Rob: Of each month, right? That’s obviously tough. For folks listening, if you think about 20% churn means you don’t have customers in five months, 15% churn gives you about six and two-thirds months. If you are not constantly adding folks, even if you are, that’s just a very tough business to run. Based on the funding you had raised, you had hired out ahead of revenue. You essentially had what they call burn. You were burning cash each month. You were losing, I don’t remember what the number was, $10,000 a month or $20,000 because you had staffed up with the idea that you essentially had product market fit and you’re going to continue to grow and therefore would hit that number in a few months.
Shai: Absolutely. To a point you have to do that, right? If you are never going to be in a position of burning money, you have to question why you have taken the funding. If you only ever going to be spending money that you are making, then you don’t need money from external sources. There has to be a point of like, “We are going to spend a little bit more beyond our means because that’s going to help us recoup that faster later.”
Rob: Right. It’s going to accelerate my growth because I can hire that extra engineer to get product features built faster. I can hire the marketer to get me beat the drum more, however that works out.
Shai: Exactly, but it’s a function of we are confident that we are going to make X amount of money back in Y amount of time. If you can’t get your revenue as high as you think you can, as quickly as you can, that’s when you run into a problem.
Rob: And you guys did. The latter half of 2018 did not sound very fun and I guess even early 2019. When did you and Brennan realize that you had a problem, that you needed to act on in essence by cutting out expenses?
Shai: Later than you might think. Later than we should have in hindsight. I think when things are growing as quickly as they were, and everything was moving upward so fast, when the following month flatlines, you see that one was the anomaly. An algorithm might think that was the anomaly. You then add in layer into that like human emotion, optimism, all those things, and we were like, “Yeah, this is just a one off. Next week it’s going to recover. There’s no problem here.” It’s only after that it happens in a few months and then MRR is actually starting to trickle downwards where a few months it was growing 40%-45% month over month. At that point, burn is higher than ever because you’re so sure that you’re going to recoup it.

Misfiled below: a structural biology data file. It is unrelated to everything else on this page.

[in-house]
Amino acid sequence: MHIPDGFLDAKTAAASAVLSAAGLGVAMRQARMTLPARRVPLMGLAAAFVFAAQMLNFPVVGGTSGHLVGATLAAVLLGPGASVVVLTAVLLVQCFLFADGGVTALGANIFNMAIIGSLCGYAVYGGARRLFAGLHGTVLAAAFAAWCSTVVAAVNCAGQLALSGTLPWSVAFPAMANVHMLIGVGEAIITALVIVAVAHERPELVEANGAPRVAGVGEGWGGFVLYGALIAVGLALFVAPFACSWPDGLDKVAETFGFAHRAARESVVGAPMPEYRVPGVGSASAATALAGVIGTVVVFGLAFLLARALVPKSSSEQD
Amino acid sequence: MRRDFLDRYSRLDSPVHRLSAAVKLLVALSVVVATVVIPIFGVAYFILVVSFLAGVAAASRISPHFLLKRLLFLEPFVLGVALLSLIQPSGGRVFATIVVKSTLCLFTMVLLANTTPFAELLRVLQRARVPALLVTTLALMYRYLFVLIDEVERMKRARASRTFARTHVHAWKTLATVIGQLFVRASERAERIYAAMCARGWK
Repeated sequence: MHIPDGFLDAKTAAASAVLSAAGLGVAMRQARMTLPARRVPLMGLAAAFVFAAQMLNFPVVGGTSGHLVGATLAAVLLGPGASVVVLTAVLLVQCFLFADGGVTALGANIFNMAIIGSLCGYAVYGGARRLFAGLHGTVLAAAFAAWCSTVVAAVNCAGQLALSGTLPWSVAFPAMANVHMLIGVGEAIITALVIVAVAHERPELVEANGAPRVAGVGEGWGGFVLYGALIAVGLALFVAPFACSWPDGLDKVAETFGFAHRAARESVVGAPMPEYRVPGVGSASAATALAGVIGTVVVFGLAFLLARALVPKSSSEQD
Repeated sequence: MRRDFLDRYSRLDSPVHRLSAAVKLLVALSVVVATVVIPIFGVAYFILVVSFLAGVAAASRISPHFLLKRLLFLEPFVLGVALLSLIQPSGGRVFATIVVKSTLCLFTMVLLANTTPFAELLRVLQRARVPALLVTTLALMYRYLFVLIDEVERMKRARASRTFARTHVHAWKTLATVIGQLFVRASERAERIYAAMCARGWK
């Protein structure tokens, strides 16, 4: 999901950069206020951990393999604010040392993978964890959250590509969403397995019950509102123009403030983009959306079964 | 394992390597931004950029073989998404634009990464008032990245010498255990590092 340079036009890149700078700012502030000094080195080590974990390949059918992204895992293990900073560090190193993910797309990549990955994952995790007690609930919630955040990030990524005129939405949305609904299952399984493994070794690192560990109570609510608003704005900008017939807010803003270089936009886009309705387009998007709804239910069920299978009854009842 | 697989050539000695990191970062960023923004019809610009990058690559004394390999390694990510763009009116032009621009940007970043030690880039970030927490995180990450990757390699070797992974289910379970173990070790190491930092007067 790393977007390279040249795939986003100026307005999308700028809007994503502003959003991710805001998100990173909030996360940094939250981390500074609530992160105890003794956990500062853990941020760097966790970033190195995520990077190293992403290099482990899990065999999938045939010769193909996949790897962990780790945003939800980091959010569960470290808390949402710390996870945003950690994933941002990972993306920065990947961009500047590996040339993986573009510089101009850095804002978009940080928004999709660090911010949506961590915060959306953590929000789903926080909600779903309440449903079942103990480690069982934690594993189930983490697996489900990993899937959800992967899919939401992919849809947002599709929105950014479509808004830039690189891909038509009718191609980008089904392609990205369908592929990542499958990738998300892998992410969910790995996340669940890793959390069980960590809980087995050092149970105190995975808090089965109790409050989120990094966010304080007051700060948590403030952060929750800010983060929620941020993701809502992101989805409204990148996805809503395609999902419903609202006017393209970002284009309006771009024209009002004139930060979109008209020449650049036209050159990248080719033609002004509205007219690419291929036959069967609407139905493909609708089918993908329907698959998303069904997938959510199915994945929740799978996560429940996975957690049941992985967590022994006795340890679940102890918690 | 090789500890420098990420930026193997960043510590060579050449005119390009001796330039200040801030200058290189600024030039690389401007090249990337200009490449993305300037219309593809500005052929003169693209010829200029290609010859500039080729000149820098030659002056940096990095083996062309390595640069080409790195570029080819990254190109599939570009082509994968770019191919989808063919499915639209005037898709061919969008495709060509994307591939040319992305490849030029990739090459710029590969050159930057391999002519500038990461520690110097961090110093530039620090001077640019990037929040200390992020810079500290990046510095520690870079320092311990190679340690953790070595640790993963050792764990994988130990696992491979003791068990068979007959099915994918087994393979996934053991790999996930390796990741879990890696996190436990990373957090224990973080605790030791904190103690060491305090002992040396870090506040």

Towards the end of 2018, when it had been several months of it not growing how it had been at the beginning, was when we went, “This isn’t the anomaly like that beginning, but it was the anomaly, and we need to do something about this because the money is finite.”
Rob: There’s two things I want to touch on there. One is what was the problem? Why was churn so high and why did you peak and then essentially start declining? What was the core reason for that, that you see looking back with a year of hindsight?
Shia: The core reason for the churn was because we were selling something that these people hadn’t been doing until that point. This idea of personalizing your website was fairly new to people who are using it. Like 90% plus of our customers went switching from a competitor. They were switching from they hadn’t been doing this before, they have been doing other things to try and increase conversion on the website, but what we were selling was brand new.
A lot of people would use it and if they had enough education on how to make it successful for them and they weren’t immediately seeing results, they were like, “Yeah, this is kind of a nice to have. Other people aren’t doing this and they are getting on fine, so we don’t really need it.” It was very much seen as, “My business isn’t quite ready for it yet, it’s a nice to have but it’s not essentially,” is what we were hearing a lot.
Rob: It’s really hard to invent a new product category. We often want to do so we have no competition but inventing a new product category really requires a lot of time, a lot of money, because you are having new to-do’s, perhaps a new role at a company, the Chief Personalization Officer or something that doesn’t exist today, maybe that’ll exist in ten years, but do you have everything in place that can last ten years?
When we saw HubSpot invent inbound marketing and I talked to Dharmesh Shah at one point. He said it took them four years, they wrote a book, and it was millions of dollars if not tens of millions to get that concept into the people’s brains. It’s like cool. If you are in that position, then do that. But I experienced the same thing when we were getting Drip off the ground and we had all these different worlds for what it was.
It’s not an ESP and it’s not a marketing automation. It’s this other thing. After a while, I realized no one wants to use that other thing. They want to use something that they already used, but better or different. It sounds like that’s the path that you realized you were on was perhaps needing to come closer to some existing products.
Shai: Exactly. Coming closer to something that already exists in their mind, that they can compare you to something else is really important.
Rob: Talk to me about you and Brennan realized, we have a real problem here and I know you did some gradual fixes. You raised a little bit more money. You did a little bit of consulting work. You tweaked stuff along the way, but that moment where the two of you realized, “We have to lay people off and make some massive changes,” because when you are running a SaaS app like this, 70%–80% of the cost are the people. It’s your developers, support people, and that’s the bottom line. When you look at it, it’s like, “We can shave our AWS bill by 10% and that saves us $300,” but it’s everybody’s salary […]. Talk me through what that was like when you guys realized you really have to make a change. How did that feel?